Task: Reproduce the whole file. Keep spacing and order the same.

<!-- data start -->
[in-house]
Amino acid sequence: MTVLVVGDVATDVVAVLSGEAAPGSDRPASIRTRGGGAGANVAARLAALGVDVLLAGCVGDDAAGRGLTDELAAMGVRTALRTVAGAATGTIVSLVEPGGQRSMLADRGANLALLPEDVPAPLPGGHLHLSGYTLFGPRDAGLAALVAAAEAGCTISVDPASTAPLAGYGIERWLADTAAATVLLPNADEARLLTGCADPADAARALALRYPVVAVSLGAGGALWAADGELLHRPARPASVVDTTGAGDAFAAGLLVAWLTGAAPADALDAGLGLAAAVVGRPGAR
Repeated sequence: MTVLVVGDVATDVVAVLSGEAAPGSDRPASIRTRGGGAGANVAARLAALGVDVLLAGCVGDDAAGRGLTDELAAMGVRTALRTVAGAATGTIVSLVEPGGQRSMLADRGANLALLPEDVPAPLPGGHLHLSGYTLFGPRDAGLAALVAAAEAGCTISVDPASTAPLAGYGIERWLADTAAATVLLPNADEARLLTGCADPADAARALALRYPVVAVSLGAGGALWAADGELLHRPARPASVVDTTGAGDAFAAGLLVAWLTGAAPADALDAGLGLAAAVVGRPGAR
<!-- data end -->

[in-house]
Amino acid sequence: MTVLVVGDVATDVVAVLSGEAAPGSDRPASIRTRGGGAGANVAARLAALGVDVLLAGCVGDDAAGRGLTDELAAMGVRTALRTVAGAATGTIVSLVEPGGQRSMLADRGANLALLPEDVPAPLPGGHLHLSGYTLFGPRDAGLAALVAAAEAGCTISVDPASTAPLAGYGIERWLADTAAATVLLPNADEARLLTGCADPADAARALALRYPVVAVSLGAGGALWAADGELLHRPARPASVVDTTGAGDAFAAGLLVAWLTGAAPADALDAGLGLAAAVVGRPGAR
Repeated sequence: MTVLVVGDVATDVVAVLSGEAAPGSDRPASIRTRGGGAGANVAARLAALGVDVLLAGCVGDDAAGRGLTDELAAMGVRTALRTVAGAATGTIVSLVEPGGQRSMLADRGANLALLPEDVPAPLPGGHLHLSGYTLFGPRDAGLAALVAAAEAGCTISVDPASTAPLAGYGIERWLADTAAATVLLPNADEARLLTGCADPADAARALALRYPVVAVSLGAGGALWAADGELLHRPARPASVVDTTGAGDAFAAGLLVAWLTGAAPADALDAGLGLAAAVVGRPGAR